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Research Project – Update 01

Well, the research proposal has been submitted, peer grading has happened and I’ve had some feedback from Rachel about some good topics to follow up on. This post will detail some of this feedback, and preliminary steps that I’m taking now.

As a rule (based on exactly one experience with it so far) I’m not a massive fan of Peergrade. My previous experience with it yielded no insightful feedback – and that was fair enough, given that our whole class was only 6 weeks into the course.

This time around was different, I had some very handy notes and references which I’ll incorporate into my research.

My project deals with memory, and how it may be analysed and framed in a computational way. The first piece of feedback I received pointed me towards the artist Rafik Anadol who created an exhibition called “Melting Memories” which deals with how the brain recalls memories. It looks beautiful and is based in EEG data collection so has a strong scientific focus. Really interesting stuff. It’s based on a deep learning paper: Bashivan, et al. “Learning Representations from EEG with Deep Recurrent-Convolutional Neural Networks. International conference on learning representations(2016)

The second useful bit of info from Peergrade was to look up the author Iain Sinclair who writes vividly about his travels through London, in an evocative and haunting fashion. He deals with psychogeography and memories of place, which links in to the geographical aspects of my project. I’m interested in breaking down the visual language of the landscape and analysing these components in a decontextualised fashion. I’ve picked up a copy of “Living with Buildings” and it’s proving an amazing, moving read.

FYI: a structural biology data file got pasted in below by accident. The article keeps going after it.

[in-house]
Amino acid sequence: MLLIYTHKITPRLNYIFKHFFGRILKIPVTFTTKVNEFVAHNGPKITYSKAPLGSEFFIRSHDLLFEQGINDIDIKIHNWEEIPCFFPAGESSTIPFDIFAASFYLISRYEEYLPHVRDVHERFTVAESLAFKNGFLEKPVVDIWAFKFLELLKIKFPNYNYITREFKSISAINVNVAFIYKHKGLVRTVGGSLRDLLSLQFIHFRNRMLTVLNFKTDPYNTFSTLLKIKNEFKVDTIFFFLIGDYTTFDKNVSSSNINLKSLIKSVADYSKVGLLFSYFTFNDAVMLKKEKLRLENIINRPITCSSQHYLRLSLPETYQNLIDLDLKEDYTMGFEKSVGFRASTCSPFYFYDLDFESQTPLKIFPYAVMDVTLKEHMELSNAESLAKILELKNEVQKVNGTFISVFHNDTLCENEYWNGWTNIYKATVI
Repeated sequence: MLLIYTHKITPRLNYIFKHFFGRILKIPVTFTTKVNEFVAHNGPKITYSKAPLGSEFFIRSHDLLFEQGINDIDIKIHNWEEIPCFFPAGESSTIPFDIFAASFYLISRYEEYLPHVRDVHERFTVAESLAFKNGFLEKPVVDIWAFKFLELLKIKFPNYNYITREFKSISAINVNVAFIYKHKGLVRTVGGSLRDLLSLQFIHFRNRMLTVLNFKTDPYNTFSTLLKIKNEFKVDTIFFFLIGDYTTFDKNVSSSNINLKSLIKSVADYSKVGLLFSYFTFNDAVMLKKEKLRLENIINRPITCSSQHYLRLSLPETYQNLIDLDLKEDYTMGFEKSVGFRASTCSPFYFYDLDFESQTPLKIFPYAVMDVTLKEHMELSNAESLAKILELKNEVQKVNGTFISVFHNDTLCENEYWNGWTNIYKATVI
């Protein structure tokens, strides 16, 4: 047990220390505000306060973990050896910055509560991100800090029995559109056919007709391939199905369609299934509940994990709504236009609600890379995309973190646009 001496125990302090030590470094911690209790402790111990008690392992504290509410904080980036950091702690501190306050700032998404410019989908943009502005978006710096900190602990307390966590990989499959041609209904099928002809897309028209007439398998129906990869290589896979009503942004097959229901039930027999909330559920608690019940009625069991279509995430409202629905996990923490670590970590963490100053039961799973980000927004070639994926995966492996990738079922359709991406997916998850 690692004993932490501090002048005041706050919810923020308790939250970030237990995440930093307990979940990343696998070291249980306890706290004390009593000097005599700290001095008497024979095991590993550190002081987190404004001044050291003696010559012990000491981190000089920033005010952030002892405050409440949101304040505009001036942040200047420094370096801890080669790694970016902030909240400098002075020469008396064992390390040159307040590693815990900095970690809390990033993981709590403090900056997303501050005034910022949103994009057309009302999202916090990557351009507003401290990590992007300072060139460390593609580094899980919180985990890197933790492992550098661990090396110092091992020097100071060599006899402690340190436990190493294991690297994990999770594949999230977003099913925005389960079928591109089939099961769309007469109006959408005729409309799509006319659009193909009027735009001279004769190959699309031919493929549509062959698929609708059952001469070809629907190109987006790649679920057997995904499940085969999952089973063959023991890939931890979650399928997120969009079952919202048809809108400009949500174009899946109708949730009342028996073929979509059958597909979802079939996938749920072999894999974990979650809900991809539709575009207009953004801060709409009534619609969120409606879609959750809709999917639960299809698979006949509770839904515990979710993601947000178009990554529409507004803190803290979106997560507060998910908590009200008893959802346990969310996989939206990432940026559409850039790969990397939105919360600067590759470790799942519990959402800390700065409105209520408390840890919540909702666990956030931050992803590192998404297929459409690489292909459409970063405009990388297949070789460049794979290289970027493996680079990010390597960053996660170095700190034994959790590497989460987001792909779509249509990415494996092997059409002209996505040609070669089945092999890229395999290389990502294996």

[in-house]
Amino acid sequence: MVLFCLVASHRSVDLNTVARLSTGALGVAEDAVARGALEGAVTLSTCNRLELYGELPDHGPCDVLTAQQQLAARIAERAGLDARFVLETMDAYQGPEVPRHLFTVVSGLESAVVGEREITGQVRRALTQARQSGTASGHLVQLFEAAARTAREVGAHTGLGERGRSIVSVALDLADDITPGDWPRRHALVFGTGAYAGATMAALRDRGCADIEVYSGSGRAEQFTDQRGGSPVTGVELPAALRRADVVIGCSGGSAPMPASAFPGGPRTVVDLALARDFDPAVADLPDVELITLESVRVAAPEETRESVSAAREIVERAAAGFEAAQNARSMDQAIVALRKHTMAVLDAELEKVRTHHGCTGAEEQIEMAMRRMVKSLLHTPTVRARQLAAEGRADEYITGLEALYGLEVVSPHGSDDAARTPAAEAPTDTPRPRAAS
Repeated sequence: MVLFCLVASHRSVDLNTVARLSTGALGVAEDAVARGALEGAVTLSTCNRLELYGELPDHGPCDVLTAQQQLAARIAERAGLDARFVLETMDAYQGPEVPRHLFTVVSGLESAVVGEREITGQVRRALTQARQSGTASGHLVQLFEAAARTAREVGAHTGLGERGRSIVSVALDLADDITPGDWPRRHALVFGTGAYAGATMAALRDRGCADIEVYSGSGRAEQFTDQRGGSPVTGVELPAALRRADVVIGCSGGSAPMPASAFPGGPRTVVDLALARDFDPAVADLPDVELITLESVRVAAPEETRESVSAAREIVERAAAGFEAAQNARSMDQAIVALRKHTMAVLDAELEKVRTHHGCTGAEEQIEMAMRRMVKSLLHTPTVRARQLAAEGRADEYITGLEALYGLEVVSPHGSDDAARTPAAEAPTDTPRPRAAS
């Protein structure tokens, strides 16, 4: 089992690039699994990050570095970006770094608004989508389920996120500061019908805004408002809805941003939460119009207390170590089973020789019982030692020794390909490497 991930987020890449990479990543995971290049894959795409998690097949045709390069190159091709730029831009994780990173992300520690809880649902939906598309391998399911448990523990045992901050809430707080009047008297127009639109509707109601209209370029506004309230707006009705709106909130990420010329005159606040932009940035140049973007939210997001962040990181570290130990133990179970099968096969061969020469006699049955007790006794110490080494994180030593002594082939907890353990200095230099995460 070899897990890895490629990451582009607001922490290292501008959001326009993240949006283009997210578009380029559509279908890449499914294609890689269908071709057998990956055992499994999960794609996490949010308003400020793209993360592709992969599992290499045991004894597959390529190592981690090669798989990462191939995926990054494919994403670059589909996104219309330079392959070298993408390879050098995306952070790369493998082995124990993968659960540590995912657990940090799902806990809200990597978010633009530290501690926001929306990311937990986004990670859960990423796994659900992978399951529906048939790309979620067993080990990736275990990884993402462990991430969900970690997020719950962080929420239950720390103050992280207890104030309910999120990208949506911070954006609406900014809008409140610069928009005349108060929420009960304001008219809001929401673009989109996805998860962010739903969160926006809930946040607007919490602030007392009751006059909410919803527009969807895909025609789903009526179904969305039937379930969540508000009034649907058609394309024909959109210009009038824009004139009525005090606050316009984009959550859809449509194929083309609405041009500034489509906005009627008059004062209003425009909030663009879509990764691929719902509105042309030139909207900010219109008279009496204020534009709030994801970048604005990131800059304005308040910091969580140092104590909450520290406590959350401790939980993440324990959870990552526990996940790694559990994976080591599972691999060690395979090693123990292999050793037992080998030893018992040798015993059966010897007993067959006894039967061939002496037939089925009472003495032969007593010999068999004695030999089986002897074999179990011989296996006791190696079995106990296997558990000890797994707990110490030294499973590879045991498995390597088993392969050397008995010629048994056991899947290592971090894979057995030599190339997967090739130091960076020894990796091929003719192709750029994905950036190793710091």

Final feedback came in person from Rachel Falconer, and it was great bouncing the idea off her. Through our discussion she’s pointed me toward the topic of memory studies, and told me about an artist from MIT who famously created the “DadBOT” – a cybernetic AI figuration of his late father. Before his father died from cancer he recorded myriad stories, and got further stories from family and friends and compiled them all into a simple AI that could respond in a fashion similar to the Stelarc head. It’s an interesting concept, perhaps more literal than what I’m planning on exploring but very useful to see how the practice can shape the artefact and inform the process.

Rachel also pointed me towards Digital Ethnographic Principles by Sarah Pinks which I’ve yet to check out but seems like a great resource.

Most importantly we discussed my traditional way of working, which is “make first, figure it out later”, and basically agreed that this project should definitely be research led. Ideas before Practice! At least this time.

Let’s see how it goes. Main takeaway at this point – Peergrade is not entirely useless!